1s: > if bottles > 2, copy 2s onto 0s, else copy 3s onto 0s
3s, F, 2s, F   > load if results
0c, F, 0s, R, Ks             >copy 0c onto 0s
>0c< F 2s, F, As, Qs         > greater of 0c and 2
(0c or 1)  F, 2s, FR, Ah, Qs > 0c less or equal 2?
>3s, F, 2s, F< (0c or #f) Qh >if 0c less or equal 2, 3s, else 2s
(3s or 2s) F, 0s, R,  Ks    > copy 2s or 3s onto 0s

2s: > print decks in order: 0c Ah 2h 3h 0h 0c Ah 2h 0h 4h 5h 0h
0c, F, Ac, Jd, Ah, F, Ac, Jd, 2h, F, Ac, Jd,
3h, F, Ac, Jd, 0h, F, Ac, Jd, 0c, F, Ac, Jd,
Ah, F, Ac, Jd, 2h, F, Ac, Jd, 0h, F, Ac, Jd,
4h, F, Ac, Jd, 5h, F, Ac, Jd, 0h, F, Ac, Jd
> subtract 1 from 0c
0c, FR, 0s, FR, 0h, Ks > move 0c onto 0s
>0c< F, 1s, FR, Ac, Qc > subtract 1
FR,  R, FR, 0c, FR, 0h, Ks >move result onto 0c
> print decks in order: 0c Ah 2h 3h 0h
0c, F, Ac, Jd, Ah, F, Ac, Jd, 2h, F, Ac, Jd,
3h, F, Ac, Jd, 0h, F, Ac, Jd
> copy 1s onto 0s
1s, F, 0s, R, Ks > copy 1s onto 0s

3s: > print decks in order: 0c 6h 2h 3h 0h 0c 6h 2h 0h 7h 5h 0h 1c 6h 2h 3h 0h
0c, F, Ac, Jd, 6h, F, Ac, Jd, 2h, F, Ac, Jd,
3h, F, Ac, Jd, 0h, F, Ac, Jd, 0c, F, Ac, Jd,
6h, F, Ac, Jd, 2h, F, Ac, Jd, 0h, F, Ac, Jd,
7h, F, Ac, Jd, 5h, F, Ac, Jd, 0h, F, Ac, Jd,
1c, F, Ac, Jd, 6h, F, Ac, Jd, 2h, F, Ac, Jd,
3h, F, Ac, Jd, 0h, F, Ac, Jd
> print decks in order: 1c 6h 2h 3h 0h 1c 6h 2h 0h 7h 5h 0h 8h Ah 2h 3h
1c, F, Ac, Jd, 6h, F, Ac, Jd, 2h, F, Ac, Jd,
3h, F, Ac, Jd, 0h, F, Ac, Jd, 1c, F, Ac, Jd,
6h, F, Ac, Jd, 2h, F, Ac, Jd, 0h, F, Ac, Jd,
7h, F, Ac, Jd, 5h, F, Ac, Jd, 0h, F, Ac, Jd,
8h, F, Ac, Jd, Ah, F, Ac, Jd, 2h, F, Ac, Jd,
3h, F, Ac, Jd
> terminate

> Bottle Count
0c: 9s 9s

> "1"
1c: 1s

>"\n"
0h: Ah 0h

>" bottles"
Ah: 3h 2h FR 9h 8h FR Ah Ah Ah FR Ah Ah 6h FR
Ah Ah 6h FR Ah 0h 8h FR Ah 0h Ah FR Ah Ah 5h FR

>" of beer"
2h: 3h 2h FR Ah Ah Ah FR Ah 0h 2h FR 3h 2h FR
9h 8h FR Ah 0h Ah FR Ah 0h Ah FR Ah Ah 4h FR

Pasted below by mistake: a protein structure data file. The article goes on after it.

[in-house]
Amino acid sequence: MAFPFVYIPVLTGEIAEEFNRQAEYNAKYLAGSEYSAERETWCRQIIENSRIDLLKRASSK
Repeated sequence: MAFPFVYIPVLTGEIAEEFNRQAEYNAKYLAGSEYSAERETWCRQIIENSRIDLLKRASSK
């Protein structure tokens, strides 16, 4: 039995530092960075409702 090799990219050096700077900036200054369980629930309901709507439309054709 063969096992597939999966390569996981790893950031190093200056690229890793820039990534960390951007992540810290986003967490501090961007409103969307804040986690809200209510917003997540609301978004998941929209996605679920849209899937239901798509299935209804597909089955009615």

>" on the wall"
3h: 3h 2h FR Ah Ah Ah FR Ah Ah 0h FR 3h 2h FR
Ah Ah 6h FR Ah 0h 4h FR Ah 0h Ah FR 3h 2h FR
Ah Ah 9h FR 9h 7h FR Ah 0h 8h FR Ah 0h 8h FR

>"Take one"
4h: 8h 4h FR 9h 7h FR Ah 0h 7h FR Ah 0h Ah FR
3h 2h FR Ah Ah Ah FR Ah Ah 0h FR Ah 0h Ah FR

>" down pass it around"
5h: 3h 2h FR Ah 0h 0h FR Ah Ah Ah FR Ah Ah 9h FR
Ah Ah 0h FR 3h 2h FR Ah Ah 2h FR 9h 7h FR
Ah Ah 5h FR Ah Ah 5h FR 3h 2h FR Ah 0h 5h FR
Ah Ah 6h FR 3h 2h FR 9h 7h FR Ah Ah 4h FR
Ah Ah Ah FR Ah Ah 7h FR Ah Ah 0h FR Ah 0h 0h FR

>" bottle"
6h: 3h 2h FR 9h 8h FR Ah Ah Ah FR Ah Ah 6h FR
Ah Ah 6h FR Ah 0h 8h FR Ah 0h Ah FR

>"Take it"
7h: 8h 4h FR 9h 7h FR Ah 0h 7h FR Ah 0h Ah FR
3h 2h FR Ah 0h 5h FR Ah Ah 6h FR

>"No more"
8h: 7h 8h FR Ah Ah Ah FR 3h 2h FR Ah 10h 9h FR
Ah Ah Ah FR Ah Ah 4h FR Ah 10h Ah FR
```

### Brainfuck

An interpreter for the esoteric language Brainfuck. The program is very long, so a fully commented version is provided here.

```0s : 0c Js 0s
As : 0s
0c : 4d FR Ad Jd 1c 0c FR 2c FR 4d Jh R 3d FR 0s Ks FR 2d
FR 0c R Ks FR Ad Qs Qh FR 0c R Ks
Ac : 1c 0c FR 2c FR 2d FR 0c FR 0h Ks FR As FR As Qc FR R 2d
FR 0s Ks FR 3d FR 0c R Ks FR Ad Qs Qh FR 0c R Ks
2c : Ac FR 3c FR 4d FR 0c FR 2d FR 0c FR R Ks Ks FR 4h 3h
FR Ac Qs FR 4h 3h FR Ah Qs FR 4d FR 0c FR 2d FR 0c FR
R Ks Ks FR 4h 6h FR As Qs FR 4h 6h FR Ah Qs FR Ac Qs Qh FR 0c R Ks
3c : 4c FR 5c FR 4d FR 0c FR 2d FR 0c FR R Ks Ks FR 9h 1h FR Ah Qs Qh FR 0c R Ks